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A Bit Of Design Philosophy - Arranging Connectors

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I'd like to share something that works well for me and why I have ended up with the pinout I use for many of the connectors on my microcontroller boards. You are welcome to disagree but I hope you'll find something useful here anyway.

Years back, when getting a printed circuit board made was a large investment compared to the cost of lunch, I decided a flexible, general purpose board would be handy for my PIC18F-series projects. This board would be the central building block for most of my projects and I could sell them at a reasonable cost to others. I designed the board and made a 100 or 150 copies which was required to get the price down.

On this board, for 28 pin PICs, I had three 6 pin connectors: ICSP, UART and I2C/SPI. The starting point was ICSP. There's a standard pinout for that:

1 - /MCLR
2 - V+
3 - GND
4 - PGD
5 - PGC
6 - Aux

I wanted to keep power and ground the same on each 6 pin connector. If they are all wired the same, there are less of those "oh crap" moments. Pin 6 Aux is always shown for the ICSP connector but seldom used as I understand it.

So, power and ground were defined. How about the connections for the UART connector? Lacking any standardization, I looked back to my PICkit 2. What pins does the UART tool use for RxD and TxD? Making these pins align, I can program a chip with the PICkit 2, then switch the cable to the UART connector, fire up the PICkit's UART tool and interact with the board. Neat. The two remaining pins of the connector also get port pins. If you connect a serial board, changes are you'll need some additional I/O.

If I recall correctly, the I2C/SPI connector follows the pinout of Microchip's serial analyzer.

The table below shows the result of the above discussion. Power and ground are always in the same place. For the general case, each 6 pin connector has 4 general purpose port pins, with hardware features in logical places. I may have to look up which port pin is on pin 6 of a particular connector, but I know there is a port pin available.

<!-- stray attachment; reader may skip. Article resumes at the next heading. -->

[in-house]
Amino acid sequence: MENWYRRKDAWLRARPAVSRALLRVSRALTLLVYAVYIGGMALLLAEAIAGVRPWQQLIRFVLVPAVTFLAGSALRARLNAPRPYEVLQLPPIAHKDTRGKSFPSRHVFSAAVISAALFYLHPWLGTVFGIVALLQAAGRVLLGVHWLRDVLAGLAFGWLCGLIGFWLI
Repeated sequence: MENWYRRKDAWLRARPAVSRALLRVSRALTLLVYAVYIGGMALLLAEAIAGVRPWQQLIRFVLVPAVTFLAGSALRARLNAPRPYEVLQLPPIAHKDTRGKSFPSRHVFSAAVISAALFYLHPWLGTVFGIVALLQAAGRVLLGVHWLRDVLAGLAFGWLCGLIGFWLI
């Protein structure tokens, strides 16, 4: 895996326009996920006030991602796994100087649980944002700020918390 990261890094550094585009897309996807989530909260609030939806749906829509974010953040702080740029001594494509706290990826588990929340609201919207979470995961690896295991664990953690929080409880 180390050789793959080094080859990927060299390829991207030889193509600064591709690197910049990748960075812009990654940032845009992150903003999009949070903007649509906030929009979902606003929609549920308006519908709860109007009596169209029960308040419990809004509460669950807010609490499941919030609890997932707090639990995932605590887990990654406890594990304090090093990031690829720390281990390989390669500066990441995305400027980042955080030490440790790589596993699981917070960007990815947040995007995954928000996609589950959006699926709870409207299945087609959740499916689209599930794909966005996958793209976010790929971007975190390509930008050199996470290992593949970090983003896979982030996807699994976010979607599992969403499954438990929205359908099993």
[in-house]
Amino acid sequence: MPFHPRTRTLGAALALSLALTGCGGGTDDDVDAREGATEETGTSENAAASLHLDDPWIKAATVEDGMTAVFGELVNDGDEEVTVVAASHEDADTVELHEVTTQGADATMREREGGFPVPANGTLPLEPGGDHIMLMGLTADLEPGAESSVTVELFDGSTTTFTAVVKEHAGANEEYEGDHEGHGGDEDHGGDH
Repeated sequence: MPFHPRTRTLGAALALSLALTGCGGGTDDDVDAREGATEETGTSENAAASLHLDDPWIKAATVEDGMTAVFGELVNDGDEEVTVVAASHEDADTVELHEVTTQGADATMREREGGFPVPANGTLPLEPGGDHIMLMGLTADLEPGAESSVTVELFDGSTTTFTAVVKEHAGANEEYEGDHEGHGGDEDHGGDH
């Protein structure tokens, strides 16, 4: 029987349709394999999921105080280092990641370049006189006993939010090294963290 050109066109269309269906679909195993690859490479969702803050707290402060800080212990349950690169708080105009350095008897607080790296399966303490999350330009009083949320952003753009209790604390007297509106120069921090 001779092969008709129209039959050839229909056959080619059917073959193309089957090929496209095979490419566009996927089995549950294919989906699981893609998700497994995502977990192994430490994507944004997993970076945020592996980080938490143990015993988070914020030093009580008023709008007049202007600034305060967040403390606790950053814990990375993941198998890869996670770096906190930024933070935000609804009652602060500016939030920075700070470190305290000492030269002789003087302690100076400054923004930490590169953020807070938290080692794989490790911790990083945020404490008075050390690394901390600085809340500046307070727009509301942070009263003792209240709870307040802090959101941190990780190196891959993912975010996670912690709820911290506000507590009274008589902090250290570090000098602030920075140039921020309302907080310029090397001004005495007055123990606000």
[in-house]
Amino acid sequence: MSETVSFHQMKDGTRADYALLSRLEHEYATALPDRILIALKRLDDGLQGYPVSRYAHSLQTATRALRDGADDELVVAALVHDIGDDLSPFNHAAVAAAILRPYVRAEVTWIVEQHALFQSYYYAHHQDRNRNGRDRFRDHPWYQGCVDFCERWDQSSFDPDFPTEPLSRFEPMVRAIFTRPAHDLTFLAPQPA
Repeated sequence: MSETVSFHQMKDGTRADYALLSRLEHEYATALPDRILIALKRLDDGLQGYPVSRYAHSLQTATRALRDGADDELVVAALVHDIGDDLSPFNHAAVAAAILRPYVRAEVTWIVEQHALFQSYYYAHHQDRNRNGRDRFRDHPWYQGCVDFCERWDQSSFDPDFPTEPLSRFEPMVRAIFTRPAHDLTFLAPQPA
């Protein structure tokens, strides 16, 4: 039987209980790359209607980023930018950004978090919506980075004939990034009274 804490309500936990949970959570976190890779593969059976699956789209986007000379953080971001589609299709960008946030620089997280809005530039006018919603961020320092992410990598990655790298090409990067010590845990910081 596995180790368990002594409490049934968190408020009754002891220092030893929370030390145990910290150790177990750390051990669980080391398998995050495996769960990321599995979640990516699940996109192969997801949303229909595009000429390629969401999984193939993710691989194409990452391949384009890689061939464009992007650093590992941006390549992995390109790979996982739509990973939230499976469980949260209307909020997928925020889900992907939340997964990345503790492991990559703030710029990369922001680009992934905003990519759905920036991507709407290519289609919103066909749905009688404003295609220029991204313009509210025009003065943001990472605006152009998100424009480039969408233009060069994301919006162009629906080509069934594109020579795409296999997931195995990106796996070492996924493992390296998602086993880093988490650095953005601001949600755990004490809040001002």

6 pin headers.jpg

It appears that somebody at Microchip was thinking when they came up with this power and ground arrangement. I have reversed a connector inadvertently a few times (both supplying power to the micro board or supplying power to another board) and despite the "oh crap" moment, no damage has resulted.

I use whichever pins are "extra" for non-specifically-defined pins, but I always include them. Maybe I'll just want a few remote switches and LEDs for a project but maybe I'll need a reset and interrupt pin for a connected board. A recent board design shows the flexibility of this approach. I'm working on a small 50mm × 50mm board to monitor critical voltages. I didn't see any particular need for an I2C connector, but that could make the board useful for other purposes too. As I was finishing up the design, I realized in some applications, the LEDs on the board might not be enough indication. I can program the 4 pins on the I2C connector to drive relays. Problem solved and features enhanced at no cost.

Pin 6 was still open on the ICSP connector. I thought I should connect some port pin to that. I had plenty to choose from so it seemed like a pretty random choice. No, wait a minute. If I connect the TxD, I would have the opportunity to squirt out serial data. Perhaps in some cases, my simple voltage monitor board could be used as a power monitor. Connect a INA219 board to the I2C, and stream data out the TxD pin. Maybe it will never be used that way, but the cost of adding a huge amount of flexibilty is just a little time laying out the board.

I hope the idea of standardizing connector pinouts makes some sense. I have found it very useful to keep connections the same, and thank you Microchip for helping me keep the magic smoke in!
Last edited:
Thud. This went over well.

Don't despair, I read your post and understand your philosophy and think it is good.

Will I implement it myself in the near future?

Will I keep the idea at the back of my mind for use mañana?

I was refurbishing a piece of gear - actually built a replacement control circuit board to go with existing switches and other hardware. I hated that project because everything was connected with 5 pin headers with an inconsistent wiring arrangement. It made the board difficult to lay out and difficult to test. Every measurement meant looking at a diagram to determine how every connector was pinned out.

I take the lazy way out. ;)
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